First two door Tri Five I’ve seen for a long time in this price range that wasn’t pure junk.

  4. Joe Haska

    Its hard to tell, but it looks like the V-8 emblem is not under the taillight, which would mean it is a 6-cylinder. It still appears that it could easily be worth the asking price,

    • JW454

      The sale advertisement states it a six cylinder.

      It appears that it is something to work with.

  5. Andy Frobig

    If it had a Mitsubishi diesel under the hood, I’d say it looked like it came straight off the streets of Havana.

  6. Kevin Wernick

    Probably the regular 6, the Blue Smoke 6 had two carburetors

  7. Woodie Man

    Those are some ugly headlight eyebrows! Whoever tried to fix the rust really went to town. The seller stating that it would make a great “parts car” has me wondering what else lies beneath the surface………. like Jaws…….waiting to drag you under!

    Still if the block isnt frozen and the tranny munched and theres anything to work with……….hell yes! Too bad its on the wrong coast.

  8. paul

    what Am I missing I remember when, these finished were worth tons 6cyl or not email me you guys that know.. hoffmnpl@yahoo.com thanks

  9. Howard A Member

    I’ve told many stories here, but remember the one about the old guy across the street from my parents that had a double nickel Chevy? This is what they pulled out of his garage when he died, only it was in perfect shape. Remember when gas used to stain the sides of the car like that? And no auto-shutoff’s, so you’d fill it until it pissed all over, no biggie.( but in reality, it was a HUGE biggie) Great find, clearly a lot of miles, but there simply can’t be many of these left like this. Hello resto-mod.

  10. Dave Member

    The eyebrows on all ’55s rust out, and is one the first things to check out for sure. If you see one that has primer only in that area, well, there ya go.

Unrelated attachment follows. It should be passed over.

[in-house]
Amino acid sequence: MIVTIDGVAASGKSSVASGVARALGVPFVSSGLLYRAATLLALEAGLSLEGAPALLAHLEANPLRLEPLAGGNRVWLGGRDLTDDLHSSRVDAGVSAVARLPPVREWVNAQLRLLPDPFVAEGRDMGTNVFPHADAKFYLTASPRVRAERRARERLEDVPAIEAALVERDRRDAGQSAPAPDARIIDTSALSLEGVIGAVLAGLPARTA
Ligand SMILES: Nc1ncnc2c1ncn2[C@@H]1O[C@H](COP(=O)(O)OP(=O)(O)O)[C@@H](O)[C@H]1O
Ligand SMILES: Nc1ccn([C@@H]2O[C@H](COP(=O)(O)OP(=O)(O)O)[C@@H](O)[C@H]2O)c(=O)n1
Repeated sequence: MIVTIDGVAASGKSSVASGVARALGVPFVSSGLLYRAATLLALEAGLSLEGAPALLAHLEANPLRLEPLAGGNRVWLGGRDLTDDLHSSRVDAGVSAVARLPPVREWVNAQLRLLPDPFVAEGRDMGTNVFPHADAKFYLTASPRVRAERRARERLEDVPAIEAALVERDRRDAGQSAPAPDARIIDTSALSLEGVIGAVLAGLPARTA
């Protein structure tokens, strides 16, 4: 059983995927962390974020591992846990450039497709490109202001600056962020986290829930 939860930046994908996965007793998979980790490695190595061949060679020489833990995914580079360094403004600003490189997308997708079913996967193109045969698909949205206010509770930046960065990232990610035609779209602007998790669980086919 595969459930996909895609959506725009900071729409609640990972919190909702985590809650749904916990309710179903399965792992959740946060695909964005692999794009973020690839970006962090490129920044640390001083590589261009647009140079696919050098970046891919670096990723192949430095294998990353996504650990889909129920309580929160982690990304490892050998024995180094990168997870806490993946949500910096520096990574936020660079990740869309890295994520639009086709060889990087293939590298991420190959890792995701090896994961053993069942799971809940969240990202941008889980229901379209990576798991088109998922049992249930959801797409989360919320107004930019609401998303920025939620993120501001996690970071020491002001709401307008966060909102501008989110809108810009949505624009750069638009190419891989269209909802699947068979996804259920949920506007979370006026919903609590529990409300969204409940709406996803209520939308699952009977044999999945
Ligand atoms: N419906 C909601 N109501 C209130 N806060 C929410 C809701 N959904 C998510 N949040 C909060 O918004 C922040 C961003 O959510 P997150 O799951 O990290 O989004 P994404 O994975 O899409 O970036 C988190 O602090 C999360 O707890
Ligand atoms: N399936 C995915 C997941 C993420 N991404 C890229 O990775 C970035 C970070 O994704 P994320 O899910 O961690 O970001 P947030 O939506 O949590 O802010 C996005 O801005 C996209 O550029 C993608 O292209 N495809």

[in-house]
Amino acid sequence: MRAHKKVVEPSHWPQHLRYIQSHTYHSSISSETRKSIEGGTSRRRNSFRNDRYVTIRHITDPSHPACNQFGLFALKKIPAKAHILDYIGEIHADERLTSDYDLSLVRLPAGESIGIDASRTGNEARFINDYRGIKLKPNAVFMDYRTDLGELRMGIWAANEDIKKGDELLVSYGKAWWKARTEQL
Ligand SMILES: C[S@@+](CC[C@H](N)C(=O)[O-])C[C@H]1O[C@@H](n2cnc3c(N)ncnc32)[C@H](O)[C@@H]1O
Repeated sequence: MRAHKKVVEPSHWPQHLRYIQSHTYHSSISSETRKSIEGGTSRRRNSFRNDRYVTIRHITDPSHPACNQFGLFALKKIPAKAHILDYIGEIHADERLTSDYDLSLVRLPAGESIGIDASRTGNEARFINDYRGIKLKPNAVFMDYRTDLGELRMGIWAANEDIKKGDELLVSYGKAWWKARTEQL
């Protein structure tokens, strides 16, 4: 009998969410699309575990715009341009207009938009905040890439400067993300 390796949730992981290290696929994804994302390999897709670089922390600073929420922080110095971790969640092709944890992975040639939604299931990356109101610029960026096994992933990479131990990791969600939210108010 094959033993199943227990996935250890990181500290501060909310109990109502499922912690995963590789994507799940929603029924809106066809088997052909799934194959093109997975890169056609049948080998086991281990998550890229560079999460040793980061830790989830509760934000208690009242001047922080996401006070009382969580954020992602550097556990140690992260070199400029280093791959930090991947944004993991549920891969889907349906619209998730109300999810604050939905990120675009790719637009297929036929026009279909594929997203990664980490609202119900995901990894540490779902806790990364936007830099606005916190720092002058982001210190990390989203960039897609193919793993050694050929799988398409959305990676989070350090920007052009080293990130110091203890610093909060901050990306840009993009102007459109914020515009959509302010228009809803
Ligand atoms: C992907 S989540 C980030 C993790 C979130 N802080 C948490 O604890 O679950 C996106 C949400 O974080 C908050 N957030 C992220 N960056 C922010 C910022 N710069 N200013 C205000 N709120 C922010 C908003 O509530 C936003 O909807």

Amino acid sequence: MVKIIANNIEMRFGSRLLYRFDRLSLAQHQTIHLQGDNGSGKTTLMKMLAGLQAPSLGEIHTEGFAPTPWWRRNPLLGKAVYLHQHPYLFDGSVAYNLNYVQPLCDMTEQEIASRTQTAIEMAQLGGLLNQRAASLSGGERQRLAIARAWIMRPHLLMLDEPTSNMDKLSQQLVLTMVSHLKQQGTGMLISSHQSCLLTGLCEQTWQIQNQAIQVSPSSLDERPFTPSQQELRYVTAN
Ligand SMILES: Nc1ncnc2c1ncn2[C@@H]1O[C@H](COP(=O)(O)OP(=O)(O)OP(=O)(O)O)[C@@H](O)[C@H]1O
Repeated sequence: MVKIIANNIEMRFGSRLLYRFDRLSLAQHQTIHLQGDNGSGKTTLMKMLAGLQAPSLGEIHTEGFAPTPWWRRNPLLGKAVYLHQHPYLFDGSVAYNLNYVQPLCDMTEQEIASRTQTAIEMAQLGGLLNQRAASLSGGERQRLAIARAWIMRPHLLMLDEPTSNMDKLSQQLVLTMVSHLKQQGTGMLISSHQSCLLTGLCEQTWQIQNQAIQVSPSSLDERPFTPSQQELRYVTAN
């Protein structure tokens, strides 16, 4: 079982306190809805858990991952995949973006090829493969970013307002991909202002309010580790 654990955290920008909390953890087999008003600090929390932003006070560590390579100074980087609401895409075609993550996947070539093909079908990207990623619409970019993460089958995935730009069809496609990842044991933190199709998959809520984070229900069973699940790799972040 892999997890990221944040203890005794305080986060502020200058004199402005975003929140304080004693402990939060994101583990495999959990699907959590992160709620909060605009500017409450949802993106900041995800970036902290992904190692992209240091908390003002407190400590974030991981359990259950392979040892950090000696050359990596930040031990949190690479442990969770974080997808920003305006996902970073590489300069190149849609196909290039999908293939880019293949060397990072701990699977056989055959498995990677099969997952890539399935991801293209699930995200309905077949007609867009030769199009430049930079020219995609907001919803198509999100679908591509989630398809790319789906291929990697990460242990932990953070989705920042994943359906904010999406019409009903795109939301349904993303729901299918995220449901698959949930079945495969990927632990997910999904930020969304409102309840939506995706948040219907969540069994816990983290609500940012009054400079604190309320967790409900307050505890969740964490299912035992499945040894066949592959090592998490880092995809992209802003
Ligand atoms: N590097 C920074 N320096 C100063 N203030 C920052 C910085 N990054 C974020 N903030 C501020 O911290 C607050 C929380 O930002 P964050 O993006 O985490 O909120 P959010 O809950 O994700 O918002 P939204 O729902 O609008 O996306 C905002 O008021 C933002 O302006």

I take a floppy fridge magnet and let it do its thing…

  11. Mark S

    The headlight eye brows are not hard to repair just cut back to good metal shape a piece of 18 gauge and place it in from the back. Then just mig or tig it into place, gring it smooth and touch it up with some body filler and sand it out, your ready for primer and paint. When I did the fenders on my dodge I removed them so I could restore the inside of the fender as well. Not only did this repair save me money but it has kept the car closer to original, besides try to find new fenders for a fifty one dodge not happening. By the way it only took me about about 3 hours per fender to do the metal work.

  12. SFM5S

    Judging just from the photos, at $4500 it would seem like you could part this car out and come out ahead! This car would be a great candidate for a custom or restomod.

  13. olddavid

    This price is the new normal. I have learned and adjusted accordingly. There are no more ’56 2dr. (265 3spd.) posts, priced at $400 like the one I drove to fight fires the summer between freshman and soph college years. Who says you can’t teach us old dogs new tricks? Right, Howard? George?

  14. charlie Member